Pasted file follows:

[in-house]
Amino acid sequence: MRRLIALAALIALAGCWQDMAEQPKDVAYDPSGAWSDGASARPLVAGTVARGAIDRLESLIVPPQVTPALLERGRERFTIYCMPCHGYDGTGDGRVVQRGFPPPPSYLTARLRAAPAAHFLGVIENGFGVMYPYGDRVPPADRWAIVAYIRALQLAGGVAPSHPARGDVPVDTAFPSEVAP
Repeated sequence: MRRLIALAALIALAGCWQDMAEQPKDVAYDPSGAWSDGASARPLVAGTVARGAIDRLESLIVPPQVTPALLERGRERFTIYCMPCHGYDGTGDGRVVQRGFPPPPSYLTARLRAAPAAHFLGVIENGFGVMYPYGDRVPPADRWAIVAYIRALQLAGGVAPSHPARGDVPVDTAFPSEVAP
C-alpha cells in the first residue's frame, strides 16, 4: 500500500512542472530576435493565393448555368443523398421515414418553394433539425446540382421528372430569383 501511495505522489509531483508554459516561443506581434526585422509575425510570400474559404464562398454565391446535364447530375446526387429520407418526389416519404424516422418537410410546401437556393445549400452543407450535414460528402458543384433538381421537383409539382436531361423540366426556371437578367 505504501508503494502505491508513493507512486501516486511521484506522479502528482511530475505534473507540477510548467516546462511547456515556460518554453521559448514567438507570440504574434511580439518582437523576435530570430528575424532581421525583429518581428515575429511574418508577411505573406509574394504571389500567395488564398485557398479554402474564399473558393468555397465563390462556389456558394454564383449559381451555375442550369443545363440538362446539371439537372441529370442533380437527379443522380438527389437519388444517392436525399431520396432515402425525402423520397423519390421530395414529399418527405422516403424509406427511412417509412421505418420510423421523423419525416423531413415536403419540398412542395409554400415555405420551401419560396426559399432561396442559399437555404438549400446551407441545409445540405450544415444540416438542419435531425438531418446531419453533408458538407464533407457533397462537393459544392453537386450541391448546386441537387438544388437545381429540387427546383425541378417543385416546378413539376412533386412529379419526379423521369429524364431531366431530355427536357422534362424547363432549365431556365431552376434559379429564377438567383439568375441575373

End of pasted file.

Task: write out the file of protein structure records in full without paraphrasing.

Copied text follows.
[in-house]
Amino acid sequence: MRRLIALAALIALAGCWQDMAEQPKDVAYDPSGAWSDGASARPLVAGTVARGAIDRLESLIVPPQVTPALLERGRERFTIYCMPCHGYDGTGDGRVVQRGFPPPPSYLTARLRAAPAAHFLGVIENGFGVMYPYGDRVPPADRWAIVAYIRALQLAGGVAPSHPARGDVPVDTAFPSEVAP
Repeated sequence: MRRLIALAALIALAGCWQDMAEQPKDVAYDPSGAWSDGASARPLVAGTVARGAIDRLESLIVPPQVTPALLERGRERFTIYCMPCHGYDGTGDGRVVQRGFPPPPSYLTARLRAAPAAHFLGVIENGFGVMYPYGDRVPPADRWAIVAYIRALQLAGGVAPSHPARGDVPVDTAFPSEVAP
C-alpha cells in the first residue's frame, strides 16, 4: 500500500512542472530576435493565393448555368443523398421515414418553394433539425446540382421528372430569383 501511495505522489509531483508554459516561443506581434526585422509575425510570400474559404464562398454565391446535364447530375446526387429520407418526389416519404424516422418537410410546401437556393445549400452543407450535414460528402458543384433538381421537383409539382436531361423540366426556371437578367 505504501508503494502505491508513493507512486501516486511521484506522479502528482511530475505534473507540477510548467516546462511547456515556460518554453521559448514567438507570440504574434511580439518582437523576435530570430528575424532581421525583429518581428515575429511574418508577411505573406509574394504571389500567395488564398485557398479554402474564399473558393468555397465563390462556389456558394454564383449559381451555375442550369443545363440538362446539371439537372441529370442533380437527379443522380438527389437519388444517392436525399431520396432515402425525402423520397423519390421530395414529399418527405422516403424509406427511412417509412421505418420510423421523423419525416423531413415536403419540398412542395409554400415555405420551401419560396426559399432561396442559399437555404438549400446551407441545409445540405450544415444540416438542419435531425438531418446531419453533408458538407464533407457533397462537393459544392453537386450541391448546386441537387438544388437545381429540387427546383425541378417543385416546378413539376412533386412529379419526379423521369429524364431531366431530355427536357422534362424547363432549365431556365431552376434559379429564377438567383439568375441575373